Larry Littlefield's blog
When compiling data on Medicaid each year, there was one thing I couldn't explain. Why was New York's spending on the mentally ill and disabled so high? Unlike the seniors, they aren't a particularly powerful group. Is New York that generous, or are other states so unfeeling?
Evidently some journalists and the Feds were asking the same questions. And it appears to be a high cost jobs program. A sinecure. White welfare. The big bucks are going to former state institutions left over from de-institutionalization, where lots of politically powerful workers tend to few needy people. It's about the producer of public services interest, not public services or the needy. Again.
The two spreadsheets attached to this post have data on state and local taxes, as provided by the Governments Division of the U.S. Census Bureau. The “all state and county” spreadsheet has FY 2007 data for the U.S., each state, every county in New York State, and different areas of the state aggregated together. State taxes and local taxes, and major tax types, are identified separately. It prints as a four-page table. The “all years” spreadsheet has data on the total state and local tax burden for the U.S., New York City, the rest of New York State, New Jersey, Connecticut, Massachusetts, Illinois, California, Texas and North Carolina. The data is for FY 1972, and FY 1977 to FY 2008 excluding years when Census Bureau budget cuts meant no data was collected (FY 2001 and FY2003).
Per capita state and local tax data is sometimes used to identify Massachusetts, New Jersey and California as “high tax” states. But this ignores the higher average incomes in those states, and thus the higher cost of living, the greater ability to pay taxes, and the need to pay public employees more if they are to be paid as much as their neighbors doing similar work. This data presents taxes as a share of the personal income of U.S., state and area residents (as provided by the U.S. Bureau of Economic Analysis), and thus adjusts for the ability to pay and the cost of living. When the data is presented this way, two facts stand out. In reality New York is the only true “high tax” state. And deferring taxes, by running up debts, not funding pensions, and not maintaining infrastructure, is not the same as cutting them.
With another round of sacrifice coming in Albany, likely to be shared among those with less political clout, the Greater New York Hospital Association has started dishing out the propaganda. And with the New York Times no longer simply repeating what it says as fact, the factoids instead appear in this New York Magazine article.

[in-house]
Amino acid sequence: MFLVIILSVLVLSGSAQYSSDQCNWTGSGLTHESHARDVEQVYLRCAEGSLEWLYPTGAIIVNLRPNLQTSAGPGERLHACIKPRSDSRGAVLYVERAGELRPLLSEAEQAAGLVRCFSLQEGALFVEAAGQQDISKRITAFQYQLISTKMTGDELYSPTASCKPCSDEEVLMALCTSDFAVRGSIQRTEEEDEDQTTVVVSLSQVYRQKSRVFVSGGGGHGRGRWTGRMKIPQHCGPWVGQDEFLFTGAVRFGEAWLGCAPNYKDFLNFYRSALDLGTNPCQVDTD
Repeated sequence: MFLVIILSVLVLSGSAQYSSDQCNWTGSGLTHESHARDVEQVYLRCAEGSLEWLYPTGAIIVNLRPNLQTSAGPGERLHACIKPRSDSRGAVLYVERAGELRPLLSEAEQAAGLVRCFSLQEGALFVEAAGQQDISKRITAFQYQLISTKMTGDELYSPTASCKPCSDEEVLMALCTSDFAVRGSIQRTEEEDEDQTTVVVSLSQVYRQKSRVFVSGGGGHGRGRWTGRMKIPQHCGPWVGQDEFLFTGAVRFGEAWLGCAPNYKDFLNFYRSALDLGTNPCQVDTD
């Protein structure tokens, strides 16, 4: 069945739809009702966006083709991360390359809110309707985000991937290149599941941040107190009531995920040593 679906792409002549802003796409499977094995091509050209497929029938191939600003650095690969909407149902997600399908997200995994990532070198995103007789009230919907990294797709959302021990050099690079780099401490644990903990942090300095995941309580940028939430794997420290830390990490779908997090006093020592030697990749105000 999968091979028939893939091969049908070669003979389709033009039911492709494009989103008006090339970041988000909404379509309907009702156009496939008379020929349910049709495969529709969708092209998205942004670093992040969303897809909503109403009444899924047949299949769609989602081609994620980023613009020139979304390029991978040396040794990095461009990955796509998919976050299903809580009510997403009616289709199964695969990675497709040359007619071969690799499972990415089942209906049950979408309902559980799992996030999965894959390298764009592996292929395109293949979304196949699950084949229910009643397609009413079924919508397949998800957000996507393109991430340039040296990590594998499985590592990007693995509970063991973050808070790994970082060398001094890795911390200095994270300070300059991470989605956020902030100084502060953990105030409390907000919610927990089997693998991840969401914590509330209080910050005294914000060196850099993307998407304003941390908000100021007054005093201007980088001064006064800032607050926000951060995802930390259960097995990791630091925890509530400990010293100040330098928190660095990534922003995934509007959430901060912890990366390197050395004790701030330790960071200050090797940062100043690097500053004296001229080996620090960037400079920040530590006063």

The main GNYHA argument is apparently that because those who work in or with New York hospitals get more compensation, costs are higher, and therefore the government needs to give them more. That is the same argument top executives use for their own compensation across corporate America – because I voted while on your board to pay you more, you should vote on my board to pay me more. It is the same argument that public employee unions use to ratchet up their pensions – because you cut a deal with union A, we in union B deserve that deal too. It conveniently ignores the labor market most people are in, one where pay and benefits have been cut to remain “competitive.” Competitive for what? Competitive to attract the dollars spent by those with choices. As opposed to money received from the government, into which people have to pay whether they like their deal or not.
In general, research and news articles on public employee pensions have focused on state systems. Why? Because there are only 50 of them. But the separate NYC pension system is larger than that of most states, and more troubled than all but a few of them, even though NYC taxpayers have contributed more to those pension funds that those living just about anywhere else. Because the state legislature has granted richer and richer pensions to NYC public employees, the richest of whom live outside the city. It seems that some researchers, having finished with the states, have moved onto the cities, and one finds that NYC's pension funds will run out of money in 2021.
But that's not a problem for anyone that matters. The rich will continue to get around in black cars and send their kids to private schools, donating to their own "public" parks if they want them. The public employees will live in the suburbs, before taking their tax-free pensions to Florida, drive everywhere and park for free with their placards. The pensions are guaranteed by the New York State Constitution, and the senior citizens in the New York State Legislature and Congress will make sure today's senior citizens make absolutely no sacrifices. Only the serfs and younger generations will lose, as public services and benefits face an institutional collapse.